A puzzle game exploring the inevitability of change with a unique recursion concept, set in a beautiful environment. Recommended if you like puzzle games, looking for something short and cool to play, and are bored with the usual formula.
- Interesting Concept
- Artistically Pleasing
- Fun Puzzles
- Utilizes Next-gen features
What' not so
- Not that well fitting story
- Recursive Elements Could be Better
- A Little too Brief
- Limited Things to Explore in the World
Literally translating to a small model or sketch, you get control of smaller (and larger) models of the world you're in — where a change made to the model is reflected to the larger world itself.
The opening level (and well the other six levels too) is nothing short of beautiful — with a calming soundtrack playing. Here, listen:
This would've slipped under the radar, if not for me having the so-many-games-in-the-library-but-nothing-to-play phase, and Sony offering as part of PS+ collection. But I'm glad I took the time to launch this. Was quite a entertaining experience, filled with a couple of WOAH moments.
While you can speed-run the whole game within an hour or so (There's even speed-run trophies/achievements linked to that), Maquette's beauty lies in the world design and it's story lies as excerpts you read in the world and audio-cutscenes — acted wonderfully by Bryce Dallas Howard and her real-life husband, Seth Gabel.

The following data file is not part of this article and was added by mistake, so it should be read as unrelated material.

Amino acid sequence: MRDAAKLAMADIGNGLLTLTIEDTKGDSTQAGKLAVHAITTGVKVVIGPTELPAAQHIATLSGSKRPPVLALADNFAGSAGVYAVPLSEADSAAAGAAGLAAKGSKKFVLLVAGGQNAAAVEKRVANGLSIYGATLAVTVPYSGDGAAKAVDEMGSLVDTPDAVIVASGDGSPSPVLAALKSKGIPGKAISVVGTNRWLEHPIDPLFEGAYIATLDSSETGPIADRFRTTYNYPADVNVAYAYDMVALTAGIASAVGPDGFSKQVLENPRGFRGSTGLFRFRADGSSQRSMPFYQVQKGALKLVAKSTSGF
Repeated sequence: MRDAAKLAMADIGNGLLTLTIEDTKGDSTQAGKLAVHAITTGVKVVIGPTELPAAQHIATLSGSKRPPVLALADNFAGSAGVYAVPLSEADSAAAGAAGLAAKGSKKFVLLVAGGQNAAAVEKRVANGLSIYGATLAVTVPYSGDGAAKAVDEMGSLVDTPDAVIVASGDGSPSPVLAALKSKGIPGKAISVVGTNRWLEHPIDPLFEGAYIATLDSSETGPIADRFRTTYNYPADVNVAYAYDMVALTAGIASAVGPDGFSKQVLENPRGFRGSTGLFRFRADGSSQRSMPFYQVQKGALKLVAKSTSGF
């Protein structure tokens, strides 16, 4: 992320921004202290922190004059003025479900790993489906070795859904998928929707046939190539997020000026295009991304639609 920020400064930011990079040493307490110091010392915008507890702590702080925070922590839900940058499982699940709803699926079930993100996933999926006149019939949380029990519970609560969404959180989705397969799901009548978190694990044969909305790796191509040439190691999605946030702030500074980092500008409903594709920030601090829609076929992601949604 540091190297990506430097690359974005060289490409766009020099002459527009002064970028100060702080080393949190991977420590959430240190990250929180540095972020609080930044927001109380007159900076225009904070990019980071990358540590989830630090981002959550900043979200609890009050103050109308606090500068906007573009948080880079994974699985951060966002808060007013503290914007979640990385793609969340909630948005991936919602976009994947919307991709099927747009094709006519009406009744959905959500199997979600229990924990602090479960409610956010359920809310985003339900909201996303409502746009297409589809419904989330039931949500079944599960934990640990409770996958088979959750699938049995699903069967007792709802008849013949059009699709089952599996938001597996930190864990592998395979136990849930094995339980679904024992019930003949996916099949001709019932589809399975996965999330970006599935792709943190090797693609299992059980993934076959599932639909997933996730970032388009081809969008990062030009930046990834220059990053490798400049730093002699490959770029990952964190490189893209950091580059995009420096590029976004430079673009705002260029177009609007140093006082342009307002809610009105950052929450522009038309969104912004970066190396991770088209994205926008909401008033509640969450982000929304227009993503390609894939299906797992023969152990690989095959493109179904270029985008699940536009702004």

Taking the recursive concept further, you're required to solve puzzles exploring a scaled-down version of the play world at the center: the dome, and later a scaled-up version of the same world outside the borders. This is theoretically infinite, but the sizes of things scale by a huge factor — a key becoming a walkable bridge in two scales. It's magical putting a regular object in the smaller dome, and getting the giant version of the object in the world.
Some parts of the puzzles are tricky, requiring some out-of-the-dome thinking. Thankfully the developer, Graceful Decay has included (sectioned) help from within the PS5's Activity Cards.
The story, while very grounded and somber — about a young couple's romance and struggles, seems a bit strange and does not quite fit very well with the game and it's puzzle design. Feels like the story is holding back the game mechanics and the whole recursion concept. There's also too little to explore within the worlds themselves, no textual lore, very few collectibles and easter eggs to find.
But do check it out, it's an one-of-a-kind indie experience.